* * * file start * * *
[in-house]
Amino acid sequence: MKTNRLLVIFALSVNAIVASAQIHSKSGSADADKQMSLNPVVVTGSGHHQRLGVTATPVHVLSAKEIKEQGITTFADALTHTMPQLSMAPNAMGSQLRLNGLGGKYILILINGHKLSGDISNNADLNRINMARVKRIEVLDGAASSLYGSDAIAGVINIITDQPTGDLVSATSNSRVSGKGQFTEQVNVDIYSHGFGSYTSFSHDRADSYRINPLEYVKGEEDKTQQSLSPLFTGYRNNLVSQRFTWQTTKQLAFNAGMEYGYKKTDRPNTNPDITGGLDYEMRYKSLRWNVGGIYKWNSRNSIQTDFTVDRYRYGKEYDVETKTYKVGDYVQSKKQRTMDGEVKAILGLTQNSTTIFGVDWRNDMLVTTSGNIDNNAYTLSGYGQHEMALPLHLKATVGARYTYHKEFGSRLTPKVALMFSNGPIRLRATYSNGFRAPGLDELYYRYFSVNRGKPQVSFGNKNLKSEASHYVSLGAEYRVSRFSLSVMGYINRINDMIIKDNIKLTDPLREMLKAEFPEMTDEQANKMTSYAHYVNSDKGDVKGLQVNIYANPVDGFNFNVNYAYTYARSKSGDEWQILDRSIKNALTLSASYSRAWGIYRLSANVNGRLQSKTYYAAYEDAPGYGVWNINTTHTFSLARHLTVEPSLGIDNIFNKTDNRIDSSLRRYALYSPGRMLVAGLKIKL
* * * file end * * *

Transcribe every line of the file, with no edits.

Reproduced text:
[in-house]
Amino acid sequence: MKTNRLLVIFALSVNAIVASAQIHSKSGSADADKQMSLNPVVVTGSGHHQRLGVTATPVHVLSAKEIKEQGITTFADALTHTMPQLSMAPNAMGSQLRLNGLGGKYILILINGHKLSGDISNNADLNRINMARVKRIEVLDGAASSLYGSDAIAGVINIITDQPTGDLVSATSNSRVSGKGQFTEQVNVDIYSHGFGSYTSFSHDRADSYRINPLEYVKGEEDKTQQSLSPLFTGYRNNLVSQRFTWQTTKQLAFNAGMEYGYKKTDRPNTNPDITGGLDYEMRYKSLRWNVGGIYKWNSRNSIQTDFTVDRYRYGKEYDVETKTYKVGDYVQSKKQRTMDGEVKAILGLTQNSTTIFGVDWRNDMLVTTSGNIDNNAYTLSGYGQHEMALPLHLKATVGARYTYHKEFGSRLTPKVALMFSNGPIRLRATYSNGFRAPGLDELYYRYFSVNRGKPQVSFGNKNLKSEASHYVSLGAEYRVSRFSLSVMGYINRINDMIIKDNIKLTDPLREMLKAEFPEMTDEQANKMTSYAHYVNSDKGDVKGLQVNIYANPVDGFNFNVNYAYTYARSKSGDEWQILDRSIKNALTLSASYSRAWGIYRLSANVNGRLQSKTYYAAYEDAPGYGVWNINTTHTFSLARHLTVEPSLGIDNIFNKTDNRIDSSLRRYALYSPGRMLVAGLKIKL